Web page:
Schoenberg - Die glückliche Hand, Op.18
Matthias Pintscher - Osiris (British premiere)
Bartók - Bluebeard's Castle
Michelle DeYoung (mezzo-soprano)
Peter Fried (bass)
London Symphony Orchestra
Pierre Boulez (conductor)
And so, we came to the second of Boulez's two LSO concerts this season. The performance of Die glückliche Hand was magnificent. Although Peter Fried's contribution was solid rather than inspiring, this seemed to matter little, since the real drama appeared to take place in the orchestra and in the chorus. The phantasmagoria of colours Boulez drew from the LSO was quite a revelation - and an extraordinary contrast with his rather flat Sony recording. (I do wonder whether the recordings are more at fault than the performances in his Sony Schoenberg series, but nevertheless remain sure that his greater experience, not least in the music of Mahler, has paid dividends in his more recent Schoenberg, which demands to be recorded.) Wild terror, rare beauty, and sometimes plain - or rather anything-but-plain - weirdness were all there in abundance during the unfoldling of this Expressionist nightmare. Details such as the early harp ostinato were projected with that clarity which eludes most musicians yet seems to be second nature to Boulez. To begin with, I wondered whether the BBC Singers sounded too much like individual voices, rather than 'a choir', but on reflection - and being convinced by their performance - appreciated that it was almost certainly my conception rather than theirs that was at fault. If one considers not only Schoenberg's wishes, but also the dictates of the drama, then mysterious, threatening, cajoling 'voices' is really just what they should be. I find the neglect of this score incomprehensible; let us hope that this performance will have left, as it should, many in the audience hungry for more.
The first British performance of Matthias Pintscher's Osiris received a commanding performance. (Consider the fortune of the composer who has Boulez to conduct the earliest performances of his works!) The early string-based textures, stemming from individual, twisting lines put me in mind of late Mahler (the Ninth and Tenth Symphonies). There was, moreover, a strong sense of this being something akin to a late-Romantic tone poem. This is not to say that the harmonies were straightforwardly of Mahler's or even Berg's world, but equally they were not wholly divorced from those composers' worlds. The intensification of the textures brought with it an 'updating' of the style, almost as if we were being asked to take a synoptic journey through the modernist inheritance. Ligeti's Ramifications was a work that came strongly to mind. This may of course merely represent my attempts at understanding rather than anything more fundamental to the work itself, but I wonder. As the textures diversified further, and the rest of the orchestra played an increasingly prominent role, I thought also of Messiaen, especially as the themes sounded more fragmentary. The coincidence with some of Messiaen's bird-song may again be no more than that. There were superb solos from the contrabass clarinettist and principal trumpet; the percussionists increasingly enjoyed a field day. Surely no section of the orchestra has benefited more from the twentieth and twenty-first centuries. I had no doubt of the strong narrative drive of the work, which further hearings would doubtless render clearer. In Pintscher's overall approach to modernist tradition, I was reminded of Wolfgang Rihm, which is not to say that one could mistake one for the other.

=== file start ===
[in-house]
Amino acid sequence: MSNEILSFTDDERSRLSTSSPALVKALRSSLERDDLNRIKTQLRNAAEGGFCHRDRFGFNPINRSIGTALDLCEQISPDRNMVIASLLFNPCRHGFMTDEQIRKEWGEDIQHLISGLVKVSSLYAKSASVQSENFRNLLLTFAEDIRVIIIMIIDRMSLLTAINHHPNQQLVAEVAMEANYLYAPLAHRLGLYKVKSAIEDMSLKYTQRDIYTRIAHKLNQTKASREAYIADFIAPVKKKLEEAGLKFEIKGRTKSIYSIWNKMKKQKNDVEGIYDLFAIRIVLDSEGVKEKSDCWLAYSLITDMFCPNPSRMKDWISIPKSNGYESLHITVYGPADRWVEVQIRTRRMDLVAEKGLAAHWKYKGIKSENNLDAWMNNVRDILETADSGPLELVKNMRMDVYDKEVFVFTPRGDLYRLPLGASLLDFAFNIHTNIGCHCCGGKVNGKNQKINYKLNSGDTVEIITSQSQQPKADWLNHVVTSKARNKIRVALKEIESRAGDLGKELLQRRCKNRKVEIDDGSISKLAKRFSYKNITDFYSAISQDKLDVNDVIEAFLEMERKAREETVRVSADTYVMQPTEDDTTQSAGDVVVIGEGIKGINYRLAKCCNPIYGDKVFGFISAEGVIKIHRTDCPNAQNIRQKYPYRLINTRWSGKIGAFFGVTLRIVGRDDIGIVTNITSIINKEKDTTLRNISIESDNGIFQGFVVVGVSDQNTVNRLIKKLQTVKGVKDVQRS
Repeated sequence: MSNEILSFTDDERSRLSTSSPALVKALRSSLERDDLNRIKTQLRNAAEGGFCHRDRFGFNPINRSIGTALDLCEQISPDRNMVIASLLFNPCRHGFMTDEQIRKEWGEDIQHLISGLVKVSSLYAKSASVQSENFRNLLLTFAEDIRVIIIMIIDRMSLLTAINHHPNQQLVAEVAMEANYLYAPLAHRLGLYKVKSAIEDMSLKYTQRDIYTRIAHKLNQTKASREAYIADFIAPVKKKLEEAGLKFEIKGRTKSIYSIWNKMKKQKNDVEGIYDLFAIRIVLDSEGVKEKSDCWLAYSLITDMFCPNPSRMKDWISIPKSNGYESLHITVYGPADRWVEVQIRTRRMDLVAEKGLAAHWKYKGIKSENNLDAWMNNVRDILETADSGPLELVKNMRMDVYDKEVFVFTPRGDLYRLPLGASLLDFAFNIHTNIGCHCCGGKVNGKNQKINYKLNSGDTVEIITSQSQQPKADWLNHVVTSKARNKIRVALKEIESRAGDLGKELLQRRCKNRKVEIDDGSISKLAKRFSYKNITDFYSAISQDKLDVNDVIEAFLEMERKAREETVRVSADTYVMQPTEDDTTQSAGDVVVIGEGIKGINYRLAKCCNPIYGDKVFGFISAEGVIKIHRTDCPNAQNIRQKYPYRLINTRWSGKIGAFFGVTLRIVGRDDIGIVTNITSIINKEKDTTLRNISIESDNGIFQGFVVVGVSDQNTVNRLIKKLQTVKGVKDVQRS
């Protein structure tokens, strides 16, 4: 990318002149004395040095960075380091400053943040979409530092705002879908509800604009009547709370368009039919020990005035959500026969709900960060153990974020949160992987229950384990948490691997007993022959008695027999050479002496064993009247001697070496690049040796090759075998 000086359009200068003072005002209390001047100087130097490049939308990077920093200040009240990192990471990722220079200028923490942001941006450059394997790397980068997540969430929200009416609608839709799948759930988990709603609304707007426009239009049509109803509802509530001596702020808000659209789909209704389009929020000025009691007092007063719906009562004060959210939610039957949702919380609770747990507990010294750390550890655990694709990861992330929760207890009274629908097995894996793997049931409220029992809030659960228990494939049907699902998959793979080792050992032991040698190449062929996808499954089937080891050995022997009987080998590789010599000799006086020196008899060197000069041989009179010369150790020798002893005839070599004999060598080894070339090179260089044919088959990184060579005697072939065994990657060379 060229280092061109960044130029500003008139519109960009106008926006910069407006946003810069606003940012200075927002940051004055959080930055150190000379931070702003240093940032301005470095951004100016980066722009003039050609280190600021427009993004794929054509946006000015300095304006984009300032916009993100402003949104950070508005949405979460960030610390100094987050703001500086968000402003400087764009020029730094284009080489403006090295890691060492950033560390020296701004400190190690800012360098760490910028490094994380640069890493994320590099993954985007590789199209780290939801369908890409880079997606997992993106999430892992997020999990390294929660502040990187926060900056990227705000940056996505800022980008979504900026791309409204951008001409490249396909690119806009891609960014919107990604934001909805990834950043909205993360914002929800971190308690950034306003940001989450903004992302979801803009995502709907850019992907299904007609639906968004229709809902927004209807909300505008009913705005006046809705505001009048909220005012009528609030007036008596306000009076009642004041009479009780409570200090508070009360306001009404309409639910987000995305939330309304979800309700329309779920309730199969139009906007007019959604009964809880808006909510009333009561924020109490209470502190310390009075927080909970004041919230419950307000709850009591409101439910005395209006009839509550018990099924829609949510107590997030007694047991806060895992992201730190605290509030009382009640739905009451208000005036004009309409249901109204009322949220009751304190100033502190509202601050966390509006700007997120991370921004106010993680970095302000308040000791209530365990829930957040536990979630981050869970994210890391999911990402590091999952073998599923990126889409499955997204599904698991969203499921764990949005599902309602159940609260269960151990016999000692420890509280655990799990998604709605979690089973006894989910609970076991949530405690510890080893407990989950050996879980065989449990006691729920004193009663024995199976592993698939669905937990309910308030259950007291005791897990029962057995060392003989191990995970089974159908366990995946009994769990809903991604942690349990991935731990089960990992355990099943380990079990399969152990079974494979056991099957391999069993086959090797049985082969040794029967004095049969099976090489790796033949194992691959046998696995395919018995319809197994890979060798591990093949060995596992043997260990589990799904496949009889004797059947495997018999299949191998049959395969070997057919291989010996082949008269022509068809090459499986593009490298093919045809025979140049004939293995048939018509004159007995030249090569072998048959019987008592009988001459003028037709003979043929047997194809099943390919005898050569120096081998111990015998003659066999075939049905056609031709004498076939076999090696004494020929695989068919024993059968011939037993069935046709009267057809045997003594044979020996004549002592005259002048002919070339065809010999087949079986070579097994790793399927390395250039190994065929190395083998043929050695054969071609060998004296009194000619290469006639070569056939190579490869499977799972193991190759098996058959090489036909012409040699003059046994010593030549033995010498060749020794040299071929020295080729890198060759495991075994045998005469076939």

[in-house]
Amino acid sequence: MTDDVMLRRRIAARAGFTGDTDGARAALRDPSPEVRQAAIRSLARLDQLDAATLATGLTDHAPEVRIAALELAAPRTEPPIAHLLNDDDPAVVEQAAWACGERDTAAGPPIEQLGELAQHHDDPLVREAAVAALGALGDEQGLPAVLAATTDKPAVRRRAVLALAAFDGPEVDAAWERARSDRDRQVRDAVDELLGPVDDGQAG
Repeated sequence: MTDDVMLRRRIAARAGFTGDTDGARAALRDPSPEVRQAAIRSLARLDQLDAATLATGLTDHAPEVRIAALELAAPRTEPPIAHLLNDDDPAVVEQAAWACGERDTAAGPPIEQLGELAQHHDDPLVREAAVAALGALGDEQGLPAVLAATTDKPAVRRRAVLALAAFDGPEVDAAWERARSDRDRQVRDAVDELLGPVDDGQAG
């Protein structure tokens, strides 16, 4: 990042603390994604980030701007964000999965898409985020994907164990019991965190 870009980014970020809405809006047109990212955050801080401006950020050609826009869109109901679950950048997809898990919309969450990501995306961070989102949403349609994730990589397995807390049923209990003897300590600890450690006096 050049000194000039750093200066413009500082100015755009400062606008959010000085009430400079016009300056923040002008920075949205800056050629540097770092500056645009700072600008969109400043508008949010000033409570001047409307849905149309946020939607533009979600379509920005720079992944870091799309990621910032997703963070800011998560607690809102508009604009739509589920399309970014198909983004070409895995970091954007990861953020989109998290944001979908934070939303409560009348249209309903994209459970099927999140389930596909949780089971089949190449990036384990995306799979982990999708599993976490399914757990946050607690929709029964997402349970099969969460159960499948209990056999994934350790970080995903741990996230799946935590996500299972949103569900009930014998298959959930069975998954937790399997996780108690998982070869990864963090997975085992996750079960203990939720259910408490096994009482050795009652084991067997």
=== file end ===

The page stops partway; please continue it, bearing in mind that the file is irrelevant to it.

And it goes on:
The account of Bluebeard's Castle (sadly, minus Prologue) was for the most part excellent, although I did not react so ecstatically as some in the audience. There was a section, a little after the duly overwhelming opening of the fifth door, in which I thought the orchestra - and perhaps its direction too - sounded just a little laboured, tired even. There were also occasions when its rhythmic bite might have been more pronounced, although this was doubtless to some extent a product of Boulez's rather Debussyan conception of the textures: closer to The Wooden Prince and even to Pelléas than to more typically 'Hungarian' readings. Fried was somewhat disappointing, variable in his ability to project the text over the orchestra. His timbre was suitably black, but often rather dry. (Think of John Tomlinson in this repertoire, and one appreciates what was missing.) Michelle DeYoung had no such difficulties, and also proved herself unfailingly musical with regard to the general - and particular - musical 'line'. Orchestral soli were without exception of the highest order, and the work's conclusion, subsiding into eery nothingness, was simply breathtaking. There were certainly most of the ingredients for a great performance here and, perhaps on another occasion and with another Bluebeard, this is what it would have been.